Every print in this quilt is a Denyse Schmidt print, front, back, and binding. All of the prints (except the two binding prints) come from Schmidt’s Florence line – I’d bought a 12 print bundle of blues and greens, and all 12 prints made their way into this quilt. The solid fabrics are all Kona cottons and I pulled most of them out of a jelly roll, so I’m not actually sure what colours they are! The dark blue is Nightfall, which is a really beautiful deep colour (and I wish I had yards and yards of it instead of scraps after having used it in a couple quilts). Its hard to tell in most photos, but there are two different light blues and two different greens – since I only had jelly roll strips, I think there wasn’t enough to stretch out each colour over two blocks.

PushMe PullMe Florence Baby Quilt

The binding fabrics come from Chicopee and (I think) Shelburne Falls. Schmidt creates magnificent plaids (and I’m sort of having a plaid moment right now!) so there are four different plaids in just this one quilt. Too much?

PushMe PullMe Florence Baby Quilt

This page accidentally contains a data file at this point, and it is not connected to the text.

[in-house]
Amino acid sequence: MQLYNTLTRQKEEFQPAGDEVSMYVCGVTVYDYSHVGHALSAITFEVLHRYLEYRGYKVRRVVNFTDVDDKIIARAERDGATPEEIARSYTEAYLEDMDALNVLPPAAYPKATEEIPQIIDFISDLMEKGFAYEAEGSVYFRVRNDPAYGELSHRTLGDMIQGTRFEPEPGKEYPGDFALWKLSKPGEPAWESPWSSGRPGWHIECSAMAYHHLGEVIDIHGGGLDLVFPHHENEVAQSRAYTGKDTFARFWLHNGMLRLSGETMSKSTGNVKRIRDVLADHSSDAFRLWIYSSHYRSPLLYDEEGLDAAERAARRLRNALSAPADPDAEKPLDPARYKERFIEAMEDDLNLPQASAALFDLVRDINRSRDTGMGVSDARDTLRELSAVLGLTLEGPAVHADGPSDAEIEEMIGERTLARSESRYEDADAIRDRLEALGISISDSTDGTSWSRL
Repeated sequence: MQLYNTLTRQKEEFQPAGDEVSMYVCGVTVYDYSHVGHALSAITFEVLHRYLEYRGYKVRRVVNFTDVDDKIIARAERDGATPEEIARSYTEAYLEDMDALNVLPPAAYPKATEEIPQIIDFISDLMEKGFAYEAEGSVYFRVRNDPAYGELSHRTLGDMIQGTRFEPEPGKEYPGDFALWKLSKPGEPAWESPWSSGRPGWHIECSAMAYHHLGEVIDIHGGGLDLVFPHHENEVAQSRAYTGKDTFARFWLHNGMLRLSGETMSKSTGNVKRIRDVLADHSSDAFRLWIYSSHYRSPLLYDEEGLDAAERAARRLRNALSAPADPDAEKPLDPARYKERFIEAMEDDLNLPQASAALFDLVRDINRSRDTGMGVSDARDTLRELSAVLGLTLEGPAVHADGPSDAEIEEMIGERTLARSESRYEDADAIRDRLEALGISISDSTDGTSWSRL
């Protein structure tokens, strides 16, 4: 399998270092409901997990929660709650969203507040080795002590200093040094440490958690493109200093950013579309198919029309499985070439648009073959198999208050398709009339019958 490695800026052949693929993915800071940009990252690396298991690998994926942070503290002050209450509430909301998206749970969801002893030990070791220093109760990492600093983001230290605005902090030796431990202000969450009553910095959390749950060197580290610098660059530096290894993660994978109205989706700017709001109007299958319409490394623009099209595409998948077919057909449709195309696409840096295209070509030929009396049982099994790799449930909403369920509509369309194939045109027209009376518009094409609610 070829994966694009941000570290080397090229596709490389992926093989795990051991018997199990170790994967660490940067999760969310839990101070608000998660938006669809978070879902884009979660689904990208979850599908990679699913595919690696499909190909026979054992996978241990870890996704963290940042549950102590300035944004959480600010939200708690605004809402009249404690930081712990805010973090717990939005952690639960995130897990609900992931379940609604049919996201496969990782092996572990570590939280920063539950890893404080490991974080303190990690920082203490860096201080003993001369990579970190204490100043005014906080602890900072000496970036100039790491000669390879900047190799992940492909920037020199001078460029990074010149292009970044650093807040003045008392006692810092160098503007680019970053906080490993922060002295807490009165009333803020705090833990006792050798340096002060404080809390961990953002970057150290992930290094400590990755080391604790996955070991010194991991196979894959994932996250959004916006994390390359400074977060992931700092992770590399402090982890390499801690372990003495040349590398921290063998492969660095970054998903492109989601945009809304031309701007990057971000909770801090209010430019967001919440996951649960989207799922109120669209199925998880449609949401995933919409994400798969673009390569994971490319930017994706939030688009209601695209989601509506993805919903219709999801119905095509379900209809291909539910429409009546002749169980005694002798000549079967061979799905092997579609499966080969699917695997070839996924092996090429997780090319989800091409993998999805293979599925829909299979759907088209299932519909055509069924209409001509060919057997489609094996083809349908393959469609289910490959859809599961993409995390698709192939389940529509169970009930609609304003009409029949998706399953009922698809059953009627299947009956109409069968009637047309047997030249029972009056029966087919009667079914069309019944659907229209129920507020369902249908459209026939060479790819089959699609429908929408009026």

Obligatory windblown shot!

Anyway, I suppose that’s all there is to say about this little quilt! I really like it and am really pleased to see it finished and ready to find a home with a child in need.

Some quilt stats
Name: PushMe PullMe Florence Quilt
Pattern: Pushme Pulle by Michelle Wilkie
Size: 30.5″ x 30.5″
Fabric: 12 FQs from Denyse Schmidt’s Florence line, plus assorted Kona cottons (featuring Nightfall on the back and in the corners of the front)
Batting: Some weird all cotton no name from Michaels
Thread: White Guttermann (piecing), White Aurifil (quilting)
Backing: Assorted Florence prints, plus Kona Nightfall
Binding: Plaids from Denyse Schmidt’s lines Chicopee and Shelburne Falls.


Text Me Mini

So first up is my winner for my giveaway last week:


And number 20 was Cindy Dahlgren to whom, some 30 minutes before hitting the button on, I’d just sent this message back:


Serendipity? Anyway, congrats to Cindy!

Anyway, I guess it’s time to show off that finished mini, isn’t it? Unfortunately I didn’t get any particularly good shots of it – the sun had set too far by the time I finished stitching down the binding and I had to get it to the post office and mailed off, so I wasn’t able to wait an extra day to get better photos at a better time of day.